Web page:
# On a finite time scale

**MeanMean**, and kindly contributed to R-bloggers]. (You can report issue about the content on this page here)

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It was rumored that updates to the MacBook Pro were coming at WWDC. These rumors did not pan out. Instead it looks like the new MacBook Pro will be landing sometime later this year, possibly due to delays in availability of high end Skylake 45w mobile parts. This seems plausible, given that Intel only released its Skylake quad core NUC in mid-May. The magnitude of these delays has certainly made its way around the tech press, but are these delays really exceptional?

This quick exploratory analysis of the significance of these delays was performed using historical delays between iterations. The source of this release dates was from the Wikipedia pages for each of these products. A csv file including this data has been made available here. For the retina and non-retina release dates are given for only the retina versions of products once they become available.

Notably absent from this analysis is the MacBook Air and MacBook. In the former case the dates were not present on the Wikipedia article, and in the later case there wasn’t sufficient data to do anything but interpolate.

## Overview

For this exploratory analysis two models were used. The first model, linear regression with one predictor (see Figure 1.), assumes that there is a constant interval between releases over time. Deviations from this release cycle are just model error. The second model is a differenced regression model. In this linear model, release dates are replaced with differences between release dates. This allows for a trend in the release dates, such as increasing delays between releases.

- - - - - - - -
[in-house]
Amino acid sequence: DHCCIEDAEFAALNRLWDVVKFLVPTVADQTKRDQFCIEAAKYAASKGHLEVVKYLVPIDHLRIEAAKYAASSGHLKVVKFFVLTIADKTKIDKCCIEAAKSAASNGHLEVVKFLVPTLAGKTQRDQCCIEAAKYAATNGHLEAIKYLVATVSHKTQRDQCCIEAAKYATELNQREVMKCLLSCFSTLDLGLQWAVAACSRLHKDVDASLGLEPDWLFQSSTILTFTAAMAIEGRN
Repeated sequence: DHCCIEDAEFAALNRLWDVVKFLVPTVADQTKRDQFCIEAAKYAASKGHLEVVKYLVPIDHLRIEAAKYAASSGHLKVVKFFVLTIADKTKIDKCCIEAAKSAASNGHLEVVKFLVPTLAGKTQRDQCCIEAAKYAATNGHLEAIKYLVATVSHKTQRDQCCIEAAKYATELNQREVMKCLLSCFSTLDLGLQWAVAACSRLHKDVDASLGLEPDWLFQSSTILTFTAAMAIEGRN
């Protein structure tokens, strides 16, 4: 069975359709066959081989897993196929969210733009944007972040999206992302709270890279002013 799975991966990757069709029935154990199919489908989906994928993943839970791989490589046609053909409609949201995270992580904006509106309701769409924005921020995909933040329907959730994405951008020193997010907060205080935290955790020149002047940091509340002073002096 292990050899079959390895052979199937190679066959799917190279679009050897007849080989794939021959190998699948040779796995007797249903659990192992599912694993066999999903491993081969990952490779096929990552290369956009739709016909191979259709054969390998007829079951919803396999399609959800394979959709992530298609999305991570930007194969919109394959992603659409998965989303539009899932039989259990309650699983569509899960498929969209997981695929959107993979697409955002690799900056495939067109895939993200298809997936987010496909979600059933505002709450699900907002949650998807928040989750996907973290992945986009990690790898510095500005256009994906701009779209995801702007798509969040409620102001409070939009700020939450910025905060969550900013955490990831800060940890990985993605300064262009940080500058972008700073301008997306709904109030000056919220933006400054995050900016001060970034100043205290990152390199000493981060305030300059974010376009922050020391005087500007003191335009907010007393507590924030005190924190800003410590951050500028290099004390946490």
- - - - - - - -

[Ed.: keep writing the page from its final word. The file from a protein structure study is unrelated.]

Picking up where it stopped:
This analysis treats future releases and delays as a prediction problem. Therefore, prediction intervals are used to determine significance. The level of significance is set to 5% for the two sided interval, however our interest is really at large delays giving us a one-sided confidence level of to 2.5% for our analysis. Inference including point estimates and prediction intervals are based on standard ordinary least squares (OLS) assumptions. In both models, time is treated as the dependent variable with product iteration as the independent variable. Time is represented as days since epoch, where epoch is set at 0 equal to January 1, 1970.

This problem is actually a wait-time problem, so normality is used as an approximation to modeling with gamma distributed errors or other slightly more difficult approaches. Still, the regression approach seems to be ‘good enough’ for this blog post. In the future I’ll revisit more complex models.

macRelease <- read.csv('macrelease.csv') macRelease$releaseDate <- as.Date( macRelease$Release.date, format="%d %B %Y") library(ggplot2) theme_set(theme_gray(base_size = 20)) # plot product release dates by iteration p <- ggplot(macRelease, aes(x=Iteration, y=releaseDate, group=Product)) p + geom_line(aes(color=Product),size=1) + geom_point(aes(color=Product),size=3) + labs( title='Apple Product Iteration by Release Date', y="Release Date")